Go Go Go and see Joseph and The Amazing Technicolour Dreamcoat.
We’ve all been through the rigamarole hundreds of times – scan your tickets, find your seats. But when we entered the Regent Theatre on Wednesday night for Joseph and The Amazing Technicolour Dreamcoat, something felt different. The excitement in the air was indescribable, audiences were ready to meet Joseph and the gang.
Even though most of us were there to see Joseph, the real lead of this show is the Narrator, the role performed impeccably in this new production by Paulini Curuenavuli. You’re drawn into every single word she sings – Curuenavuli opens the show to rapturous applause, joined by the talented children’s cast, performing fan favourite song Some Folks Dream.
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If you’re familiar with the production, or the hit movie based on the musical, you’ll know Joseph is sung-through, meaning there’s little to no dialogue, each song effortlessly moving onto the next, it connects you to the cast in an interesting way, you’re brought into their world, the show feels like a big warm hug. Theatregoers are soon thereafter introduced to Joseph, played by Euan Fistrovic Dodge, who commands the stage like a performer in his prime, and it’s clear we’re in the presence of immense talent.
The children’s cast do a great job amplifying these opening numbers and engaging the audience in the numbers, leaving us no doubt that Melbourne’s theatre future is in good hands.
Curuenavuli continues to dominate song after song, each high note and belted chorus getting more applause than the last, it’s insane that her talent has flown under the radar since Australian Idol. She introduces us to Joseph’s family, where it’s revealed he is often maligned and left out – his brothers played by a mixture of adults and children who provide valuable comedic relief throughout the two-hour show.
The stage design also really shines during this middle section of the first act, walking the line between a show for kids and an international musical, as ridiculously fake animals contrast with ornate backdrops – all of which gives the show plenty of charm.
Andrew Lloyd Webber’s musical possesses the occasional scene that doesn’t meld well into contemporary culture, but they’re a rarity. Before the show finishes up its first act, Joseph is put in jail, and we are treated with a rendition of another fan favourite, Close Every Door, which is a showstopping moment for Fistrovic Dodge, and the kind of performance that makes the hair on the back of your neck stand up. The audience’s response clearly had an impact on Dodge, too.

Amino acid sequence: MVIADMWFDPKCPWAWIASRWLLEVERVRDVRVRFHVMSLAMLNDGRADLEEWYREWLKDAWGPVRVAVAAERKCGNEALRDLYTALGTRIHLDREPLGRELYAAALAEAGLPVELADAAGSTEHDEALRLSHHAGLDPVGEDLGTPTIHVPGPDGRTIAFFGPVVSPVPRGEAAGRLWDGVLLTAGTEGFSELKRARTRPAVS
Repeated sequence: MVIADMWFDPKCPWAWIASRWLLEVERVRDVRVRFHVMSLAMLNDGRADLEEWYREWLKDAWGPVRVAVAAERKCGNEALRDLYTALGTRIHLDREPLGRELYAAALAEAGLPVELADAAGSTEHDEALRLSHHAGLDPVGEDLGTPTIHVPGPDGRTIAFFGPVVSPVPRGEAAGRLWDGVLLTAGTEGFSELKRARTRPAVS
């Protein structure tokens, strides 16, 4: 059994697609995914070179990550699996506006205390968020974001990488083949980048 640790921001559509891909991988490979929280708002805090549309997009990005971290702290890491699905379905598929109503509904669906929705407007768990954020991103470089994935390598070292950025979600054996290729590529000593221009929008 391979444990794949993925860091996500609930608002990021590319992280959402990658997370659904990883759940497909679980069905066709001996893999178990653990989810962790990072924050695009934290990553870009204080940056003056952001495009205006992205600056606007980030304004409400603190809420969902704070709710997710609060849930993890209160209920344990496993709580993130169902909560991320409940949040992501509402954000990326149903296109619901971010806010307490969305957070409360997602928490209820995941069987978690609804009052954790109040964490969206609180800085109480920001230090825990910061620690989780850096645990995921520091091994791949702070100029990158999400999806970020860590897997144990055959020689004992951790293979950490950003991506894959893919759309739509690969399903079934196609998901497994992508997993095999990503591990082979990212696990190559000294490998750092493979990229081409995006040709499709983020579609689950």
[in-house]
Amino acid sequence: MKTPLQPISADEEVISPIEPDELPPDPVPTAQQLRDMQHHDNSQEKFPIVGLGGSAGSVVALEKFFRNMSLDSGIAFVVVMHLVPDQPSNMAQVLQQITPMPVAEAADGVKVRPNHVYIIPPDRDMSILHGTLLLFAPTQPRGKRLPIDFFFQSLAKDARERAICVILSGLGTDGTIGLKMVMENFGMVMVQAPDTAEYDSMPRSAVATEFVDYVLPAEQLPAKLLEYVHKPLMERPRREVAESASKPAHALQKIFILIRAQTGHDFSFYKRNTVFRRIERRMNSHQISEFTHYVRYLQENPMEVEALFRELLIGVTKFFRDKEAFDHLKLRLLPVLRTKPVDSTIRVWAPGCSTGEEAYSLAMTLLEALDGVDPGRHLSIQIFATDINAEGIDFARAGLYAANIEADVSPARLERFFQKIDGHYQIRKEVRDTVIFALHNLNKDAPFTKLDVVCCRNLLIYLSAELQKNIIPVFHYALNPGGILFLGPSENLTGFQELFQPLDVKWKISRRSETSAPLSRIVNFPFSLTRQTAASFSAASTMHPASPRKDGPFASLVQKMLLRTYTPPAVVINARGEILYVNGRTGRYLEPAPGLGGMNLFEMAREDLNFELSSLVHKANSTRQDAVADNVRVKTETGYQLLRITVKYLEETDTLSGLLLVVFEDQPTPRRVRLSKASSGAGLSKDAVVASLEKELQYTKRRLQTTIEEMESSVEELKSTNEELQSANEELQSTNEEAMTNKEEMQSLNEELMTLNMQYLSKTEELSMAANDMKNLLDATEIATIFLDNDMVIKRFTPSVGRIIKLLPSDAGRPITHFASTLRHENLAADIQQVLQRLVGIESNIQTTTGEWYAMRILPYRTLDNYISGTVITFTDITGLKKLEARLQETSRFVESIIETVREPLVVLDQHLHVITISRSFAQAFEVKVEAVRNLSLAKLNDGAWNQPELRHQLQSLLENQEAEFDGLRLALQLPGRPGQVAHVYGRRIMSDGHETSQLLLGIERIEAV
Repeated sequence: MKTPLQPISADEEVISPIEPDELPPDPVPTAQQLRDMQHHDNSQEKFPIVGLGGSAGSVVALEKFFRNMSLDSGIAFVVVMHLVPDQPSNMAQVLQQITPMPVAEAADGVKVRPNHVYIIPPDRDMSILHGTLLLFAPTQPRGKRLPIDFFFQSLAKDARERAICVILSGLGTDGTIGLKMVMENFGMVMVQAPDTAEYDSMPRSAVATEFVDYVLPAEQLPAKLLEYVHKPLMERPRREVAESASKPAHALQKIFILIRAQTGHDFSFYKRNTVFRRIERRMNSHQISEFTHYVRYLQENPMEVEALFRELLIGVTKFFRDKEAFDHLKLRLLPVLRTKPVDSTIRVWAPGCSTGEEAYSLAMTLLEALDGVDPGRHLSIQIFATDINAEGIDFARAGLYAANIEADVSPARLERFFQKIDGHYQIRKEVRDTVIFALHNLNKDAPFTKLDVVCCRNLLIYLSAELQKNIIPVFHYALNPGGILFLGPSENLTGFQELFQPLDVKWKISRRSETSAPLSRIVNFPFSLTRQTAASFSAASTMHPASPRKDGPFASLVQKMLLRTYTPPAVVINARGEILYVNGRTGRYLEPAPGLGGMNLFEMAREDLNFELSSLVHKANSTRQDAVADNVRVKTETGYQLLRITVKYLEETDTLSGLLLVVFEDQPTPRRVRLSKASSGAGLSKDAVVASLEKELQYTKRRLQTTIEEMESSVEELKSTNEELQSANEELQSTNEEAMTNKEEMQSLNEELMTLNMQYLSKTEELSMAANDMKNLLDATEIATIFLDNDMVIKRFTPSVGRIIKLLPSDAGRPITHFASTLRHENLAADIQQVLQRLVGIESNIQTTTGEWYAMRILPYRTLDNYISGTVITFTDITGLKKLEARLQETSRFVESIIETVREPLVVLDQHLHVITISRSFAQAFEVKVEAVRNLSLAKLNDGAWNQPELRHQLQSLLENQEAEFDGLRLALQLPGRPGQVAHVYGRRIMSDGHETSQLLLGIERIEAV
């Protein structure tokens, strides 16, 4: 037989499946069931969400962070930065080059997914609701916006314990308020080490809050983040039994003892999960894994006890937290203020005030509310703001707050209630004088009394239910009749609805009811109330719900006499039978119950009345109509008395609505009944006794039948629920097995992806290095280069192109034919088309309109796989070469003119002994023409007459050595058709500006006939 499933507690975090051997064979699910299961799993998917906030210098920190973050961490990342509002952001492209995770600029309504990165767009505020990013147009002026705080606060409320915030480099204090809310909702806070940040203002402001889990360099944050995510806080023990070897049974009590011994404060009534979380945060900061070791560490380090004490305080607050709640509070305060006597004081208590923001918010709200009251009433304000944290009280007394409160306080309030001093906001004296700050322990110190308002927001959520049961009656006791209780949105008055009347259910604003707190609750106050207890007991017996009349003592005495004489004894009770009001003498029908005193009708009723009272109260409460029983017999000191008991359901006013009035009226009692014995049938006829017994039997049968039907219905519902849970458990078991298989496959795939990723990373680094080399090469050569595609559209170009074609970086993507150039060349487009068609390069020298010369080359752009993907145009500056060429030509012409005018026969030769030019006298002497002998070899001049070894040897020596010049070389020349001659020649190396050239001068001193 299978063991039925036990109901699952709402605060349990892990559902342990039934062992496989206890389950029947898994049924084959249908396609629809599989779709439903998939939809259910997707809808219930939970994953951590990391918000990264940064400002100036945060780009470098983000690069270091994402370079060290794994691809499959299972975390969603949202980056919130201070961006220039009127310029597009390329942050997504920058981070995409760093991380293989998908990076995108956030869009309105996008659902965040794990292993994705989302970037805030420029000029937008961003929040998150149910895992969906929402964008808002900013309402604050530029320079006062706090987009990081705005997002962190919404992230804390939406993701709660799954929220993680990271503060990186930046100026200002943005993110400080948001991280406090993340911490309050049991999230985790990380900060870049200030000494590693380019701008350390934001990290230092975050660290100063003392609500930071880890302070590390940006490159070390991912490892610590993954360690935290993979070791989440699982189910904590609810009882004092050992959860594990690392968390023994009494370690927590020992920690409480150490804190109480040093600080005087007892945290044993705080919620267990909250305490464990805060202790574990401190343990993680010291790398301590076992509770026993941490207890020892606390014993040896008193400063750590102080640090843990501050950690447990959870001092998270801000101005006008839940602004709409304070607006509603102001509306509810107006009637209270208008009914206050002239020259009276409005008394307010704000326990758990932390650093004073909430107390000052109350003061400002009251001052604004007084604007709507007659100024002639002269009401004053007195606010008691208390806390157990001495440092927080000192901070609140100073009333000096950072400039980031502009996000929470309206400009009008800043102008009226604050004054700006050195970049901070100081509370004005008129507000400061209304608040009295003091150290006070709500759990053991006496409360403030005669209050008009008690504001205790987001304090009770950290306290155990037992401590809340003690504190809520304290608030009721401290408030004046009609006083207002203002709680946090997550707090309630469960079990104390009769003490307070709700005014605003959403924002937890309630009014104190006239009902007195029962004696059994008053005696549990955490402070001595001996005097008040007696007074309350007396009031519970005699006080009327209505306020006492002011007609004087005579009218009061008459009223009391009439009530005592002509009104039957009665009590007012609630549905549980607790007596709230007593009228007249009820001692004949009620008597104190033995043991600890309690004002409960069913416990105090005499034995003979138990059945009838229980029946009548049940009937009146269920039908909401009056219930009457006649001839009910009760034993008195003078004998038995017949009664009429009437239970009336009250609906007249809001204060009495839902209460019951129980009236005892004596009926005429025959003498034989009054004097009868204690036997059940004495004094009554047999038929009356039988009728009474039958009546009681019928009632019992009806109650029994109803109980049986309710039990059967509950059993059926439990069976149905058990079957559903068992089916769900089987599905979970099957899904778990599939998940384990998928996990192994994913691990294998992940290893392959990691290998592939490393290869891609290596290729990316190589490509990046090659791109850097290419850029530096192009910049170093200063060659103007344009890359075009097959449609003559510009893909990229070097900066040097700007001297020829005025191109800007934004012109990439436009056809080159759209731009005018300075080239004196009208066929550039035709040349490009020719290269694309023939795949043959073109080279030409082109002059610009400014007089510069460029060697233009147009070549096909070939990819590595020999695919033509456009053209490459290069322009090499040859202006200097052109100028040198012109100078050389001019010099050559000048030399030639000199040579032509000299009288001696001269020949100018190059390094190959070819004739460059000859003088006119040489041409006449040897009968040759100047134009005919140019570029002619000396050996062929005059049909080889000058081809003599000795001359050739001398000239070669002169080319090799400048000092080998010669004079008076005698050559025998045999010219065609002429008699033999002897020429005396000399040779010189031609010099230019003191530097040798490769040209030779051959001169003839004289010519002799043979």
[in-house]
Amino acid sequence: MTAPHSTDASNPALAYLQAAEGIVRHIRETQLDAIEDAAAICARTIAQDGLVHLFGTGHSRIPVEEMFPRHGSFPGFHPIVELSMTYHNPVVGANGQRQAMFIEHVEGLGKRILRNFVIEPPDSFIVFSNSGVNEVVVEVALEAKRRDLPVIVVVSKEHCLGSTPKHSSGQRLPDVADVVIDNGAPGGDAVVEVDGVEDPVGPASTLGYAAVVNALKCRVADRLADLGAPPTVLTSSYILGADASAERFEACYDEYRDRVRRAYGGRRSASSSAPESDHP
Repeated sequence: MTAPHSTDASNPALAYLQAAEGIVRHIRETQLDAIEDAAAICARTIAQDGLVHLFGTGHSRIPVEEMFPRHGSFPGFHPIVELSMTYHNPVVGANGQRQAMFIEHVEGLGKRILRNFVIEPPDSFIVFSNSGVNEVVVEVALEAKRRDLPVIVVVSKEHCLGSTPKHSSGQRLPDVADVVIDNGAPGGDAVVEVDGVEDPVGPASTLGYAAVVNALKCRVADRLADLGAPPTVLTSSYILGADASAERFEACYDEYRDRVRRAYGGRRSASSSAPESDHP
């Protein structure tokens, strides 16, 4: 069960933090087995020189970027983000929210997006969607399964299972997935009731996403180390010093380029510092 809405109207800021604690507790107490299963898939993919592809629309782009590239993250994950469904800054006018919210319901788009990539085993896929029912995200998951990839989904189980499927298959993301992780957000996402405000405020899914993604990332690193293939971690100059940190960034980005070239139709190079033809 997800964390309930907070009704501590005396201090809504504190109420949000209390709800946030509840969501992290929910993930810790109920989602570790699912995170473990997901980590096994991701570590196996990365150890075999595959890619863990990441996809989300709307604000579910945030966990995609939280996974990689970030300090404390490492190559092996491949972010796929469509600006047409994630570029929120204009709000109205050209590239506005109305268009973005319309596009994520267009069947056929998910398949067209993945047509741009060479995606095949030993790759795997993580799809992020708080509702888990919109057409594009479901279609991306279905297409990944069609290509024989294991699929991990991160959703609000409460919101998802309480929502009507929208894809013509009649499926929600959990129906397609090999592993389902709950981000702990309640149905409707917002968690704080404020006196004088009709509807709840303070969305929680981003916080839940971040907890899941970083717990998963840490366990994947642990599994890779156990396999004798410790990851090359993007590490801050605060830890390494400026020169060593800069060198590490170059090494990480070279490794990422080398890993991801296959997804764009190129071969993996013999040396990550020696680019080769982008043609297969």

Go, Go, Go Joseph wraps up Act 1 in predictably heartwarming style and the second act begins similarly to the first, this time with Curuenavuli introducing the almighty Pharoah. This role is famously stunt-casted, with performers such as Jason Donovan and Bill Bailey taking the role in the past. It was announced in August that Melbourne’s Pharoah would be none other than former AFL footballer Shane Crawford.
In the leadup to the opening night, there was much discussion about the choice to cast Crawford, who appears aware that his voice struggles to carry across a theatre and doesn’t look entirely comfortable on stage. Yet, it’s arguable that the role requires someone with the star power he has. When he strode onto the Regent Theatre stage, it was immediately clear he’s worked insanely hard to keep up with the performances of Curuenavuli and Dodge. The Pharoah isn’t on stage for long, but Crawford manages to make an impact.
The Pharoah performs Song of the King, and it’s cleverly sung in the style of Elvis, deflecting pressure. The number is full of comedic moments, and after years in media, it’s little surprise that Crawford hits his comedic beats. It was clear from the audience’s response that he’s one of the biggest drawcards of the show, but with so much strength among the rest of the cast, there are a plethora of other reasons to see it.
Paulini continues to crush every song. A key part of almost every number in the act, eyes are drawn to her every time she’s on stage – she has an amazing stage presence that deserves to be commended. Everything wraps up with the Joseph Megamix, theatregoers are invited to stand up, dance, and film, and for a few minutes, Joseph becomes a rock show. It’s a very erudite way to close the experience we’ve all been through for the last couple of hours.
With so many shows coming and going on our stages in the last few months, it doesn’t feel like any shows have made a lasting impact. But there’s something special about Joseph and The Amazing Technicolour Dreamcoat, it’s a show we all need.
Joseph and The Amazing Technicolour Dreamcoat runs at The Regent Theatre until January 28, grab your tickets here.